Drupal vs Rails
During this discussion on HN, I was surprised to learn that Drupalthe high-level framework I left behind years ago in favor of Railshas a high-octane elite consulting industry behind it with the same prestige and perhaps even more clout than the Rails community.
This gave me pause, because for me Drupal was always the option for demanding clients with razor thin budgetsThe type who waxes on casually about a laundry list of features that sounds like Yahoo’s homepage and then comes with a four-figure budget as if that should amply fund a Facebook clone.
But companies like Acquia are an obvious indicator of just how shallow and murky my end of the pond was when I first formed my opinion on Drupal. What are the true advantages of Drupal vs Rails for elite web consultants?
Drupal has much more common functionality and it’s better integrated. Rails’ functionality is more modular and lower-level.
Drupal theming and layout is easier, getting you to a working site in minutes and styling in general is much less work. Rails is more flexible, being CSS framework agnostic and allowing minimalism or complexity to taste.
Drupal has a heavy data model and rather unique API which allows modules to follow common patterns and work together more naturally. Rails starts with no data model, so you build from scratch but you can tailor to your exact use case without any unused overhead.
Primary Use Cases
Drupal excels in cases where you have huge amounts of content and a wide variety of essentially boilerplate functionality to integrate all over the place. Large content sites like bbc.co.uk or whitehouse.gov would be the poster children for this type of site.
Rails excels where you have a very specific and unique data model and you need to tailor every aspect of the site and UX around that data model. Almost any startup fits the bill here, since it is generally implicit that the backend powering the service is unique. It’s hard to imagine building Github in Drupal, for example.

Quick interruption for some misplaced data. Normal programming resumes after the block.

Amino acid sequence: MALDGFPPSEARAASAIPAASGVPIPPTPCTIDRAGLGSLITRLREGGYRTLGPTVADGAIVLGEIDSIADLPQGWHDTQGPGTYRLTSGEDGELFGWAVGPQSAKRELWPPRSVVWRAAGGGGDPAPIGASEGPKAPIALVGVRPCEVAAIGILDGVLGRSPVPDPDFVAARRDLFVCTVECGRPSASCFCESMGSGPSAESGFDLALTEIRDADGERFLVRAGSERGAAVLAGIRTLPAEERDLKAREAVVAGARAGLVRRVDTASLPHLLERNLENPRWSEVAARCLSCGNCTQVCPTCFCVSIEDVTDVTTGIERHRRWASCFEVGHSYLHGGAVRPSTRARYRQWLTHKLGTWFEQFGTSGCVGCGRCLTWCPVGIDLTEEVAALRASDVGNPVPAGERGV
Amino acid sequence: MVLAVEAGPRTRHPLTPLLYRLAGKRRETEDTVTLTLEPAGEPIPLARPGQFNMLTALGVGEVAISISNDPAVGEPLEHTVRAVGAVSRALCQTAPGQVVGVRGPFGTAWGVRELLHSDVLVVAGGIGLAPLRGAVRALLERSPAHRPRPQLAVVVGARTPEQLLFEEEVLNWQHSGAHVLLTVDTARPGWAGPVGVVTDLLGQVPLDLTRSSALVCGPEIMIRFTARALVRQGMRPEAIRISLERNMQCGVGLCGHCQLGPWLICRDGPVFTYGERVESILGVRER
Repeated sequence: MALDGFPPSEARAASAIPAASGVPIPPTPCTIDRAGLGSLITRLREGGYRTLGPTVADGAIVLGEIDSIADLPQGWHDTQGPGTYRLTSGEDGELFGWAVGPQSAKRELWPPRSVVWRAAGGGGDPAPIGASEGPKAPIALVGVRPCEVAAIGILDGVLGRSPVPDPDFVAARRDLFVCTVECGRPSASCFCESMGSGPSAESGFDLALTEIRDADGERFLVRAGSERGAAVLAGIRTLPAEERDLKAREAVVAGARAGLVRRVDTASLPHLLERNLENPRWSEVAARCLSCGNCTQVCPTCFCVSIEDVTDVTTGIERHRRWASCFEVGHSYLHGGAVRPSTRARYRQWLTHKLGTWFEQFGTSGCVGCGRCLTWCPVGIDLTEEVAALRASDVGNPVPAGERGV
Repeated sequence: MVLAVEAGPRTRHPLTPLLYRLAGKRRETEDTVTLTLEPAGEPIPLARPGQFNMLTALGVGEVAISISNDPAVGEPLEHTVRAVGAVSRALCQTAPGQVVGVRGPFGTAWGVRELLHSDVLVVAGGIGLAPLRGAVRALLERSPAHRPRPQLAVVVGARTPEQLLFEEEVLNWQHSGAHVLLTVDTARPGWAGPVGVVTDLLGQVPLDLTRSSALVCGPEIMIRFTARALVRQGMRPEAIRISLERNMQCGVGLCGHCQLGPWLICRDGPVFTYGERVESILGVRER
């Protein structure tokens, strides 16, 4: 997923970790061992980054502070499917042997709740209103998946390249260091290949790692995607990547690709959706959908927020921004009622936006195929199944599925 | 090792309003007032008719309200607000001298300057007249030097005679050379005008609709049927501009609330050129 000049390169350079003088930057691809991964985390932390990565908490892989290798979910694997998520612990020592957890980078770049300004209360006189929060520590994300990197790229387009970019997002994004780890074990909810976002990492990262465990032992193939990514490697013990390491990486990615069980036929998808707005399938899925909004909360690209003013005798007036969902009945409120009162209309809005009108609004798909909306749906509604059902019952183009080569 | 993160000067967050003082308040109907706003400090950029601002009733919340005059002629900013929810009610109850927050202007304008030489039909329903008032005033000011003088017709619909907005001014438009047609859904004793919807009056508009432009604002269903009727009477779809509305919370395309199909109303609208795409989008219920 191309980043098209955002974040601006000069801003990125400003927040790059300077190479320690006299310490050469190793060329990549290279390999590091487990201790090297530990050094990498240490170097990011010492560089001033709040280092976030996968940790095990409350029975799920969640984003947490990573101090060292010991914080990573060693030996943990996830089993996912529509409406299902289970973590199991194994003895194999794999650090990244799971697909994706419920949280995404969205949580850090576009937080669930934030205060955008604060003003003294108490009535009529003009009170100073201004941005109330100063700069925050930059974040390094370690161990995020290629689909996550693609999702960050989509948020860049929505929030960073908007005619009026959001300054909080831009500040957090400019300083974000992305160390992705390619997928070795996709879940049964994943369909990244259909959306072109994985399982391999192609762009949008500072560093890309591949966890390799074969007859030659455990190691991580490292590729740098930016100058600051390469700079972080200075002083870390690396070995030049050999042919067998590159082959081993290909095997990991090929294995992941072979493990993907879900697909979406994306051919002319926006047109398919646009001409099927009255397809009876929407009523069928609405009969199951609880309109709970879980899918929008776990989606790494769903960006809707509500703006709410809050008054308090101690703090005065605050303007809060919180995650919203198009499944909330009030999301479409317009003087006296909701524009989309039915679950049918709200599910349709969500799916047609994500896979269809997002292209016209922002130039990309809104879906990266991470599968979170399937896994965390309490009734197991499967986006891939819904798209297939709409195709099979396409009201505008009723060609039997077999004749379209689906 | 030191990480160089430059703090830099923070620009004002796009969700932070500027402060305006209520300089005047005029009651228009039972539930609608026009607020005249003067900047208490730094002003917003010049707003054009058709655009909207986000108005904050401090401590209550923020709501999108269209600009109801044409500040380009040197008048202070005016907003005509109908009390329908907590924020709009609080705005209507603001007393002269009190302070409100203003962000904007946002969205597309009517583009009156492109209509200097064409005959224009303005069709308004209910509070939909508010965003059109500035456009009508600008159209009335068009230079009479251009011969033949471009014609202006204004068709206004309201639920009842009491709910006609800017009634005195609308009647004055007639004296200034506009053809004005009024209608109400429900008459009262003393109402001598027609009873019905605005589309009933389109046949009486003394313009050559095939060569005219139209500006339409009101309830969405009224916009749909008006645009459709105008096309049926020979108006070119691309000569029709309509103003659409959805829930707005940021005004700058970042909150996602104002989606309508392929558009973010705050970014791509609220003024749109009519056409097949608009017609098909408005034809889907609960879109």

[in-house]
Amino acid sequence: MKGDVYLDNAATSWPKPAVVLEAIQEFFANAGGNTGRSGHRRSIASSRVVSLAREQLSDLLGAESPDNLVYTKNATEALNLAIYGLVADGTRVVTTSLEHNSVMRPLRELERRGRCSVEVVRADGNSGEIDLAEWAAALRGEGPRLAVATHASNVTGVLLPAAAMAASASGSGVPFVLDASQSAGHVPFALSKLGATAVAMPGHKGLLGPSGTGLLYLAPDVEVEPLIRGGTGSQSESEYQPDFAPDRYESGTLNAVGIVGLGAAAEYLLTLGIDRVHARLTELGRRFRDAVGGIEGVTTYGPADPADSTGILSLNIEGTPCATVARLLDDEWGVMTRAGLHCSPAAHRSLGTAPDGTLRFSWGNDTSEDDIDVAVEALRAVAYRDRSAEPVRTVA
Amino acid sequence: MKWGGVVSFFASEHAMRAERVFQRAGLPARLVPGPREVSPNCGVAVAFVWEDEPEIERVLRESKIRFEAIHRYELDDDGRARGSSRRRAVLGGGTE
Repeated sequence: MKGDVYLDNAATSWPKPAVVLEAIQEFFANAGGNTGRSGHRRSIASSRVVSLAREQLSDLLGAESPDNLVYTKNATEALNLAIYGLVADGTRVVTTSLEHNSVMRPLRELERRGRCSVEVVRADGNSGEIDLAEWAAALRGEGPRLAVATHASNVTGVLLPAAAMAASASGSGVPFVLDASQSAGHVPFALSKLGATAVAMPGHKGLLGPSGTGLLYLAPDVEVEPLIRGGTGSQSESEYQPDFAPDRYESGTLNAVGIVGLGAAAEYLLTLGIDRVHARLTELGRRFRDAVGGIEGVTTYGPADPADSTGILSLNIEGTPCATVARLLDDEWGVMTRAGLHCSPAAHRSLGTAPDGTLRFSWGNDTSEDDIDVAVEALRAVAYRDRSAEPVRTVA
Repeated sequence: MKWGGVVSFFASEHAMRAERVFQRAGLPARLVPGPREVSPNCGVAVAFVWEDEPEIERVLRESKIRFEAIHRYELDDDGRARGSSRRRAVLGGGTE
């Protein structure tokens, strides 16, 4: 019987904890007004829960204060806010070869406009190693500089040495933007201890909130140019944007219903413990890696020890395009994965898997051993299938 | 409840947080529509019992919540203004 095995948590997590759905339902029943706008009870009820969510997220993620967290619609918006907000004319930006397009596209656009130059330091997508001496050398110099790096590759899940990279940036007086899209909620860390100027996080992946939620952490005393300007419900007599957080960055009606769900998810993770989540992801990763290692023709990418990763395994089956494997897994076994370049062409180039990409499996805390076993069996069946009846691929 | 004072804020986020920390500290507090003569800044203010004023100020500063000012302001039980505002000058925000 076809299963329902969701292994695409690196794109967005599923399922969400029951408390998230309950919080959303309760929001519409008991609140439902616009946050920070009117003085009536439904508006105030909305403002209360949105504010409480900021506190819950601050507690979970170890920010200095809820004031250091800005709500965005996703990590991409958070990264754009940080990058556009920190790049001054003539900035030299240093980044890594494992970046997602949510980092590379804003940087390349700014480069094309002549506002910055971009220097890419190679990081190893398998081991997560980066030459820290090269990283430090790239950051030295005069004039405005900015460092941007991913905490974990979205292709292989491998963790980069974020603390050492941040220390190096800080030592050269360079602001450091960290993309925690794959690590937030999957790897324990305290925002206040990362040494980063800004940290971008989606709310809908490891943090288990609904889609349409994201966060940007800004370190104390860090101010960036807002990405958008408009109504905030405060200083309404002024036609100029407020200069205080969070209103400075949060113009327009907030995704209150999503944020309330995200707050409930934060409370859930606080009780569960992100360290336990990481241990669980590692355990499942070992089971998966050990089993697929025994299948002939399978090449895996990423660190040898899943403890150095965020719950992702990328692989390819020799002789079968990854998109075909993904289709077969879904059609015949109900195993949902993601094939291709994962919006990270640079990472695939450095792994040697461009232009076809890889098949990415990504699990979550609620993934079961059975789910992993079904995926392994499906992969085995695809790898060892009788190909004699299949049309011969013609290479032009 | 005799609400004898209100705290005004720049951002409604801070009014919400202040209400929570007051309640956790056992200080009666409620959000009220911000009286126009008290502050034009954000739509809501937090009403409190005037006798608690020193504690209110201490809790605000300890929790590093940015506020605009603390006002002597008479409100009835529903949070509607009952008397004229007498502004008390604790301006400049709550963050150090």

In essence Drupal hands you a mountain of functionality that is surprisingly flexible for its sheer volume, but for which the cost of adding new functionality is relatively high. Rails gives you only primitives (maybe with some higher level engine gems that still require a fair amount of glue code to integrate fully), but the cost of building functionality is relatively minimal.
In order for Drupal to make economic sense you need to be able to use a significant portion of that mountain of functionality. In fact you need to use enough of that mountain to cover the additional cost of custom development when there is no applicable module, or UX assumptions diverge from Drupal core’s.
I would summarize the distinction as Portals vs Startups. The archetypical Portal is exactly the kind of site for which Drupal is optimal and Rails would be a money-sink. Likewise, the archetypical Startup would not want to get mired down with Drupal’s prescribed data model when they are trying to iterate rapidly on a concept.
Of course, the vast majority of sites out there are neither as massive as a Portal, or as unique as a Startup. Suddenly the water is murky again, but I think this is still a useful lens with which to make early website technology choices leaving personal biases aside.
Jonathan Rochkind says…
October 4, 2012 at 7:30AM
Well said, i think you’ve expressed it just right.
When you’re in that grey area, it often comes down to developer’s personal predilections (do you want to spend the time to make the app just right, is that what you find fun? Rails), as well as amount of resources the project has (does it NEED to be something that will keep working for quite a while with little to no continued developer attention? Drupal with no custom functionality. Anyone that’s had to maintain/upgrade a rails app over rails versions will prob agree).
October 8, 2012 at 2:31AM
Nice comparison, i agree with you. Now that rails has full-features engines probably will be easier to share high level functionalities also in rails.